Audiosceptics accept audio trials using 25 people. A recent Oxford study with over 353,000 patient records from 639 separate clinical trials shows for every 1,000 people taking diclofenac or ibuprofen there would be 3 additional heart attacks, 4 more cases of heart failure and 1 death every year.

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post #1364 of 1368 Old 03-20-2013, 11:39 AM
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Yes, I was saying it (the special edition) was the first version of Planet Earth on a high def disc that was 50i, not that it was the first BBC 50i HD disc.
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Originally Posted by Kilian.ca View Post

I don't think players would de-interlace 50i to 25p as this isn't in the spec and cannot be output, unless you are sure 50p output is really 25p doubled, but motion adaptive de-interlacing would generate 50p in any case. The US Pioneer Kuro would display 50i/50p as 75Hz so this could be 25p x 3.
I think what they would (or should do) is for 50i content that is 25Hz in temporal resolution (eg. the main sections of Planet Earth: Special Edition, excluding things like credits), it would /should de-interlace those parts to 1080p25 and then double it to 1080p50 for output (since 1080p50 is one of the main output standards - for EU - depending in player output settings). For 50Hz temporal resolution sections (eg. end credits, special features) it wouldn't de-interacle to 1080p25 first but would de-interlace instead to 1080p50. Basically for 25Hz motion, keep 25Hz motion, and for 50Hz motion, keep 50Hz motion (talking about European players).
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post #1365 of 1368 Old 03-21-2013, 12:20 AM
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Why would the credits not be 25p if the main feature is 25p, afterall for film everything can be 24p?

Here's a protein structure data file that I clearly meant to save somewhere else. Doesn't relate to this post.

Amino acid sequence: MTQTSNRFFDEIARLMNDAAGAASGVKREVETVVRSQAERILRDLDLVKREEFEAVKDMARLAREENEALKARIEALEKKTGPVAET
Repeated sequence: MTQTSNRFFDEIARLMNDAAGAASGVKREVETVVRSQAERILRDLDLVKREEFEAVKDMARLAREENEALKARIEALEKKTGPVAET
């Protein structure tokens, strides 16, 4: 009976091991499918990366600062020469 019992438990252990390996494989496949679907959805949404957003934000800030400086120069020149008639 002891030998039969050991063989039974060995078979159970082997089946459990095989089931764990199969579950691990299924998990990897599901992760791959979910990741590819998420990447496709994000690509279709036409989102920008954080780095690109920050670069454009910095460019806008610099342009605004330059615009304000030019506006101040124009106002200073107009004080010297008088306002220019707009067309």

I suspect for 25p material, 25Hz speed repeated or 50Hz speed if done correctly would be very similar or identical, except perhaps for very fast motion. Any test material to show the difference?

Audiosceptics accept audio trials using 25 people. A recent Oxford study with over 353,000 patient records from 639 separate clinical trials shows for every 1,000 people taking diclofenac or ibuprofen there would be 3 additional heart attacks, 4 more cases of heart failure and 1 death every year.

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post #1366 of 1368 Old 03-21-2013, 12:12 PM
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Originally Posted by Kilian.ca View Post

Why would the credits not be 25p if the main feature is 25p, afterall for film everything can be 24p?
The credits are 50Hz instead of 25Hz so that they scroll up the screen twice as smoothly or to quote the BBC "to prevent unacceptable judder" (see below).

Here are the BBC guidelines:
http://www.bbc.co.uk/guidelines/dq/pdf/tv/tv_delivery_of_programmes_to_worldwide_v1.0-2011.pdf
According to the guidelines:
Quote:
Electronically generated moving graphics and effects (such as rollers, DVE moves, wipes, fades and dissolves) must be generated and added as interlaced to prevent unacceptable judder.
Quote:
Originally Posted by Kilian.ca